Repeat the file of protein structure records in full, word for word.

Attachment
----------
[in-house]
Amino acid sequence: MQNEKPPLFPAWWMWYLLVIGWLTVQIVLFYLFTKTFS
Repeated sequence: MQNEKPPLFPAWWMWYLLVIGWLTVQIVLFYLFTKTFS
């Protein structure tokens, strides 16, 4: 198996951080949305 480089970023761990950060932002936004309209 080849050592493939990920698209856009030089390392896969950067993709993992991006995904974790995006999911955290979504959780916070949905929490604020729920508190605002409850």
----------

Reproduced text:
[in-house]
Amino acid sequence: MQNEKPPLFPAWWMWYLLVIGWLTVQIVLFYLFTKTFS
Repeated sequence: MQNEKPPLFPAWWMWYLLVIGWLTVQIVLFYLFTKTFS
């Protein structure tokens, strides 16, 4: 198996951080949305 480089970023761990950060932002936004309209 080849050592493939990920698209856009030089390392896969950067993709993992991006995904974790995006999911955290979504959780916070949905929490604020729920508190605002409850």